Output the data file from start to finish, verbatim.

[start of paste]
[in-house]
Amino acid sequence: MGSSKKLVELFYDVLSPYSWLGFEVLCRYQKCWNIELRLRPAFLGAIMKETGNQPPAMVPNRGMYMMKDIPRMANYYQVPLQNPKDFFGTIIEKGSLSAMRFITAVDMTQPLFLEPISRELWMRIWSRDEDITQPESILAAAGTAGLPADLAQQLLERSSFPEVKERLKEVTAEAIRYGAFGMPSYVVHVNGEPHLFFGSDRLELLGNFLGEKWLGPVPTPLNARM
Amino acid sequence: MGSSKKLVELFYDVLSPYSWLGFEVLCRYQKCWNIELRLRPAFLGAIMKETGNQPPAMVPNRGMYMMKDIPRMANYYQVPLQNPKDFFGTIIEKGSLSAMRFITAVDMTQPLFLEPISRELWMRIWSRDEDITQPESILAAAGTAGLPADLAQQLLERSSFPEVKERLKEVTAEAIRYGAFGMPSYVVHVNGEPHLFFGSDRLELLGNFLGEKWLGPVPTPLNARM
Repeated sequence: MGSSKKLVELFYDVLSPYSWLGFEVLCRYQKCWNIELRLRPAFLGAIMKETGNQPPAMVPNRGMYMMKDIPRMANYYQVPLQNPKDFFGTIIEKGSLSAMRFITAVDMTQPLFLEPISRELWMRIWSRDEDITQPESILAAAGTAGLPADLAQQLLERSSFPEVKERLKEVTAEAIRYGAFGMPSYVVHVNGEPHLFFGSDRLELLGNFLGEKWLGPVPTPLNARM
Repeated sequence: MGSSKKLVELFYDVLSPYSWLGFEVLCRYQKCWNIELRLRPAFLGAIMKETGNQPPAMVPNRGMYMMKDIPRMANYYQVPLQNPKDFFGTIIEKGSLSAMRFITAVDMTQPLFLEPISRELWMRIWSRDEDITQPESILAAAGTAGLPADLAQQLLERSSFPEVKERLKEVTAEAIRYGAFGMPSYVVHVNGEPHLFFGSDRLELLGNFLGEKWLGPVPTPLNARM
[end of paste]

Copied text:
[in-house]
Amino acid sequence: MGSSKKLVELFYDVLSPYSWLGFEVLCRYQKCWNIELRLRPAFLGAIMKETGNQPPAMVPNRGMYMMKDIPRMANYYQVPLQNPKDFFGTIIEKGSLSAMRFITAVDMTQPLFLEPISRELWMRIWSRDEDITQPESILAAAGTAGLPADLAQQLLERSSFPEVKERLKEVTAEAIRYGAFGMPSYVVHVNGEPHLFFGSDRLELLGNFLGEKWLGPVPTPLNARM
Amino acid sequence: MGSSKKLVELFYDVLSPYSWLGFEVLCRYQKCWNIELRLRPAFLGAIMKETGNQPPAMVPNRGMYMMKDIPRMANYYQVPLQNPKDFFGTIIEKGSLSAMRFITAVDMTQPLFLEPISRELWMRIWSRDEDITQPESILAAAGTAGLPADLAQQLLERSSFPEVKERLKEVTAEAIRYGAFGMPSYVVHVNGEPHLFFGSDRLELLGNFLGEKWLGPVPTPLNARM
Repeated sequence: MGSSKKLVELFYDVLSPYSWLGFEVLCRYQKCWNIELRLRPAFLGAIMKETGNQPPAMVPNRGMYMMKDIPRMANYYQVPLQNPKDFFGTIIEKGSLSAMRFITAVDMTQPLFLEPISRELWMRIWSRDEDITQPESILAAAGTAGLPADLAQQLLERSSFPEVKERLKEVTAEAIRYGAFGMPSYVVHVNGEPHLFFGSDRLELLGNFLGEKWLGPVPTPLNARM
Repeated sequence: MGSSKKLVELFYDVLSPYSWLGFEVLCRYQKCWNIELRLRPAFLGAIMKETGNQPPAMVPNRGMYMMKDIPRMANYYQVPLQNPKDFFGTIIEKGSLSAMRFITAVDMTQPLFLEPISRELWMRIWSRDEDITQPESILAAAGTAGLPADLAQQLLERSSFPEVKERLKEVTAEAIRYGAFGMPSYVVHVNGEPHLFFGSDRLELLGNFLGEKWLGPVPTPLNARM